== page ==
Yearbook, Dec. 3: Mound goes down

December, 3, 2012
12/03/12
10:37
AM ET
Dec. 3, 1968: On this day 44 years ago, Major League Baseball approved its rules changes. Big deal.

Oh, but this time it was. After a season "completely owned by pitchers," in the words of "Sports Illustrated" back then -- owned most notably by the Detroit Tigers' Denny McLain (31-6, 1.98 ERA and 280 strikeouts in 336 innings) and the St. Louis Cardinals' Bob Gibson (22-9, 1.12, 268 K in 304.2 innings), both of whom won Cy Young and MVP awards -- MLB decided to lower all mounds from 15 inches high to 10.

And it seemed to work; scoring went up by 0.6 runs per team per game -- almost 20 percent -- in both leagues, while McLain's and Gibson's ERAs increased significantly (to 2.80 and 2.18, respectively).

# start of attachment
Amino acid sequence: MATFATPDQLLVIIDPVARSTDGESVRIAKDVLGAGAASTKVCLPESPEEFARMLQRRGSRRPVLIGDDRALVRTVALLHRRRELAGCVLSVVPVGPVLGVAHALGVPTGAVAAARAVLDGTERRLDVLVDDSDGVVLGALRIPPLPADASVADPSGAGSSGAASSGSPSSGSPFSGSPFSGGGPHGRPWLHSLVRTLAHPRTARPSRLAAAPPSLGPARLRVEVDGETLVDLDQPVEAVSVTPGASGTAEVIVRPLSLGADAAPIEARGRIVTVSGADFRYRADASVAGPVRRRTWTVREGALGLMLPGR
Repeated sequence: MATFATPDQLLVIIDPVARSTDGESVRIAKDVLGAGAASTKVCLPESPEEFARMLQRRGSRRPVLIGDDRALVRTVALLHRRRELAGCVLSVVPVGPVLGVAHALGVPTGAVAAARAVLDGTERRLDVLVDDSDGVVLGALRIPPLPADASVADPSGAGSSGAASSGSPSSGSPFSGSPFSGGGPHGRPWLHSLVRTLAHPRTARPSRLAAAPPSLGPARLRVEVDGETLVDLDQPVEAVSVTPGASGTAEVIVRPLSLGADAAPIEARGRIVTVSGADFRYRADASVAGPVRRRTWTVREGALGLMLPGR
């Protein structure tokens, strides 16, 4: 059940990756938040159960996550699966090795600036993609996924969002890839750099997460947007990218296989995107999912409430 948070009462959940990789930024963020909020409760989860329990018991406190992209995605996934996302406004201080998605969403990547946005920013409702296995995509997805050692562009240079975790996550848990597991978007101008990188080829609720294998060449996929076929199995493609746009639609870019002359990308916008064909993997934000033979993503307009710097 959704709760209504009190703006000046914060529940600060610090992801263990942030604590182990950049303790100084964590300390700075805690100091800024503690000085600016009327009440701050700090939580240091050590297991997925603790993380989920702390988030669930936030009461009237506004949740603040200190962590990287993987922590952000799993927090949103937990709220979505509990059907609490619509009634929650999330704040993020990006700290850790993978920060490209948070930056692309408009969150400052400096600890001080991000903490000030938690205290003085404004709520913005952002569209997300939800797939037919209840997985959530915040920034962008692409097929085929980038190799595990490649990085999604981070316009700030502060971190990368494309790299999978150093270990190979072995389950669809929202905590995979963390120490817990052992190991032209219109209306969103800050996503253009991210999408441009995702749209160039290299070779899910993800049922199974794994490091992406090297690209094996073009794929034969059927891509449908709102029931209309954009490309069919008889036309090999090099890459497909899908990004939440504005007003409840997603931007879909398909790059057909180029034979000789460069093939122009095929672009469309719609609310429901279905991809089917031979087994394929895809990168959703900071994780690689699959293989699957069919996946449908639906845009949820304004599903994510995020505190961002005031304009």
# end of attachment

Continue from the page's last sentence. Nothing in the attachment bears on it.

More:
Denny McLain with the Detroit Tigers in 1968Bruce Bennett Studios/Getty ImagesMcLain in 1968.
Bob Gibson with the St. Louis Cardinals in 1968Bruce Bennett Studios/Getty ImagesGibson in 1968.
BaseballHarry How/Getty ImagesThe mound, at its current height.
Patrick Dorsey is a Los Angeles-based writer and editor for ESPN.com. He has worked for the Web and newspapers. He also played in one Division-III golf tournament (he shot 105).

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